In the churchyard of Whickham, under the west window of the chancel, are two flat stones, which originally had round their margins the following inscriptions :- Here lyeth the body of George Hodgson, he departed this life the 1st of December 1667.' 'Here lyeth the body of Aibiah Hodgson, Daughter to George Hodgson, she departed the 6th of February 1669. The stones are considerably weathered, and the inscriptions much defaced. On the face of the right-hand stone was the following :-“These gravestones were removed out of a field at the west end of Whickham, on the 30 day of Nov. 1784 into this church yard, 'by order of M" Robert Hodgson of London, druggist, a descendant of the said George Hodgson, and as a memorial that his ancestors were inhabitants of this Parish, and had lands of inheritance therein, as may be seen by the division of lands made in the year 1691 under the name of Luke Hodgson M.D. grandfather of the said Robert Hodgson.'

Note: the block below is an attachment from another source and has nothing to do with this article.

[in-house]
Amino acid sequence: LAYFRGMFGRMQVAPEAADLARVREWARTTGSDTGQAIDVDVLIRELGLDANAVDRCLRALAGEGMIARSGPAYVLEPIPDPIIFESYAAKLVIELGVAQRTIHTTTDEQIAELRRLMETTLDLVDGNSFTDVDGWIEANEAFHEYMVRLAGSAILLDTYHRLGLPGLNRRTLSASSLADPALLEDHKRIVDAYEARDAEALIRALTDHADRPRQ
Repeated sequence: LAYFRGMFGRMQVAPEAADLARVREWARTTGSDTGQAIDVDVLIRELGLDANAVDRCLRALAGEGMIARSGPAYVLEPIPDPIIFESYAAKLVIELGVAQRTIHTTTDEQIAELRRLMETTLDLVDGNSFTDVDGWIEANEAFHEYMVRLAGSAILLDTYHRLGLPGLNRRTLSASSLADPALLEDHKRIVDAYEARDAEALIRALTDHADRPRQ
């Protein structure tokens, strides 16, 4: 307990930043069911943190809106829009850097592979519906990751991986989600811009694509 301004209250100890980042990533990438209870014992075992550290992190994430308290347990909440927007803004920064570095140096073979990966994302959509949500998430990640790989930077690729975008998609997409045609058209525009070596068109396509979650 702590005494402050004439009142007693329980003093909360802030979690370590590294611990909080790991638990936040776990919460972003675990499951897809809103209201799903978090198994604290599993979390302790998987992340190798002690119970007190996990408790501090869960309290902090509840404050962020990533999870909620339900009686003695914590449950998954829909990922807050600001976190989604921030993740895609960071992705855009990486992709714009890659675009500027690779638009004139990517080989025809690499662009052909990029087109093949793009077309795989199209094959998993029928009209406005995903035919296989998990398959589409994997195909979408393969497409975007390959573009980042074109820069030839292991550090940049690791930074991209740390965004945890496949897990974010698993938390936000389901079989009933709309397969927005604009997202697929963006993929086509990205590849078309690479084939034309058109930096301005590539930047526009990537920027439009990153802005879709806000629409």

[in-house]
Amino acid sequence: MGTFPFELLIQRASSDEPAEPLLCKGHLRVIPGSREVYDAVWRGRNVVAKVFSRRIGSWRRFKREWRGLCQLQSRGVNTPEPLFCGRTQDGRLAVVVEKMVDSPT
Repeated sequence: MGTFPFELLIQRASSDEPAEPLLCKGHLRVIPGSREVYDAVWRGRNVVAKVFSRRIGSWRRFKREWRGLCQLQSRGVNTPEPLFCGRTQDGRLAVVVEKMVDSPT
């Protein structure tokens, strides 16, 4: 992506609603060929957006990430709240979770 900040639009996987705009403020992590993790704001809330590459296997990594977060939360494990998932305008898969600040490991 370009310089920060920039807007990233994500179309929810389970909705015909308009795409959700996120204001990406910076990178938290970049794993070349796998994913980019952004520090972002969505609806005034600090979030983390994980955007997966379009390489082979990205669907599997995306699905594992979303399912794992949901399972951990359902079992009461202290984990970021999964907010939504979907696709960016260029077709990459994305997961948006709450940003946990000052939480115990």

Such is the account given by Surtees, the historian of Durham. He adds, These sepulchral memorials of the Quakers were, on a cursory view, reported as the monuments of two Knight Templars.' The will of George Hodgson is not to be found at Durham, but there is an inventory (see Appendix I. p. 207) there of the goods that he died possessed of, which were appraised by George Shafto and Richard Harding, of Whickham, gent., William Lonsdale, of Swalwell, yeoman, and William Cutter, of Newcastle, cooper.

I submitted what scant information I had of the George Hodgson in question to my friend Mr. Richard Welford, and he soon favoured me with most interesting memoranda, which show that George Hodgson, buried at Whickham in 1667, was the great-great-greatgreat-great grandfather of our late member, Mr. John Hodgson Hinde.